Update: In response to PETA's appeal to the National Institute of Mental Health (NIMH) to stop wasting our tax dollars by funding experimenter Michael Platt's cruel studies on monkeys, including the absurd "sex and power in advertising" experiment described below, the agency actually defended Platt's experiments, absurdly writing that "this research can help us better understand social processing in humans." Did we read that correctly? Monkeys looking at a Domino's logo has something to do with "social processing"? We know a better way to learn about humans: Study actual humans.
Please let NIMH know that monkeys shouldn't be forced to live in unnatural conditions, kept thirsty, and deprived of everything that would make their lives worth living for any reason—let alone advertising.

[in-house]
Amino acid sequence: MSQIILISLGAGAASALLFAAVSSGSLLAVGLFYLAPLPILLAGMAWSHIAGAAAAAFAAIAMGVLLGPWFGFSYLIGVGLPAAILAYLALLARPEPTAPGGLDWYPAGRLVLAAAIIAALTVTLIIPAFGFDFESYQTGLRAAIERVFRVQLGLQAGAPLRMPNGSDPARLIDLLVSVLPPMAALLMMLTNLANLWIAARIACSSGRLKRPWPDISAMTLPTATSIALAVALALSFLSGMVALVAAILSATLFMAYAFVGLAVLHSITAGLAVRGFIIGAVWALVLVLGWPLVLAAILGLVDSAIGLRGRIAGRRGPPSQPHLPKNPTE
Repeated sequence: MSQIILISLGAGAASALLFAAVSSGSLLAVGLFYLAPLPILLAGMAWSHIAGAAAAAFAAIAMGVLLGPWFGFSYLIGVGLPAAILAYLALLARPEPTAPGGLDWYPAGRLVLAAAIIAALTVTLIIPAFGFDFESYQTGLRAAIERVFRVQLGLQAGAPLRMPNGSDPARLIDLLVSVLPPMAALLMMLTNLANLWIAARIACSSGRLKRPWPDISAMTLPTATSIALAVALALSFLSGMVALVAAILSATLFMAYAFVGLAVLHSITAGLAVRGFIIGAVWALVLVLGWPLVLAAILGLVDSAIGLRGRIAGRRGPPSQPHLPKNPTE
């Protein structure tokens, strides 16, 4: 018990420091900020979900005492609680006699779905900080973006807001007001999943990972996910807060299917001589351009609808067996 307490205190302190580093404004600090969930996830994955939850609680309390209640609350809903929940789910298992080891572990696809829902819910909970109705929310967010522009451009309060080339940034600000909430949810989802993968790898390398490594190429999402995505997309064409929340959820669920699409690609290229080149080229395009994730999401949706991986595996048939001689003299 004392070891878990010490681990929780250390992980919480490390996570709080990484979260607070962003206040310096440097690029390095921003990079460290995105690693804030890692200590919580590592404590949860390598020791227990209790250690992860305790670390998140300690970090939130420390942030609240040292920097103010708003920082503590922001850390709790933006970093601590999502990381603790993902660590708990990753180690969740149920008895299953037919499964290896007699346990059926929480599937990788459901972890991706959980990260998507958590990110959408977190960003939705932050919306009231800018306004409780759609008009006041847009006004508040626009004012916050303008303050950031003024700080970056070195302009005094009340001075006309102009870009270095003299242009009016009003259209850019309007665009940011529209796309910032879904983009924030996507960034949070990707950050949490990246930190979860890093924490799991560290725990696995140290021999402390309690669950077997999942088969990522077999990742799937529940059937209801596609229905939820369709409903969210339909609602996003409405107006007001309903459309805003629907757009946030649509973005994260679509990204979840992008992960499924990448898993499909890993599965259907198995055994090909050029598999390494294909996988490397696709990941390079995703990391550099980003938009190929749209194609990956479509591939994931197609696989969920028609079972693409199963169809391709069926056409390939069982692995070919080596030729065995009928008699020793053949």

Image: Acikalin, et al., "Rhesus Macaques Form Preferences for Brand Logos Through Sex and Social Status Based Advertising," PLoS One 13.2 (2018)
Experimenters at Duke University purposely kept 10 macaque monkeys thirsty–—likely for days—in order to force them to cooperate in an experiment on… (wait for it)… sex and power in advertising.
In this federally funded fiasco, experimenters made the monkeys use computer touch screens to select brand logos—such as those of Pizza Hut and Nike—based on their pairings with pictures of a dominant male monkey, a subordinate male, or the hindquarters of a sexually receptive female. In order to compel them to perform this absurd task, experimenters first deprived them of sufficient water so that they would be thirsty and therefore desperate for the small drops of fruit juice that they received as a "reward" for their "cooperation."
This experiment—which the National Institute of Mental Health (NIMH) thought was a fine use of tax dollars—concluded that associations with sex and power sell products, something we've known is true for humans for decades. And human volunteers could easily have been used instead.
We're not letting the NIMH off the hook for funding these cruel and completely useless experiments on monkeys.
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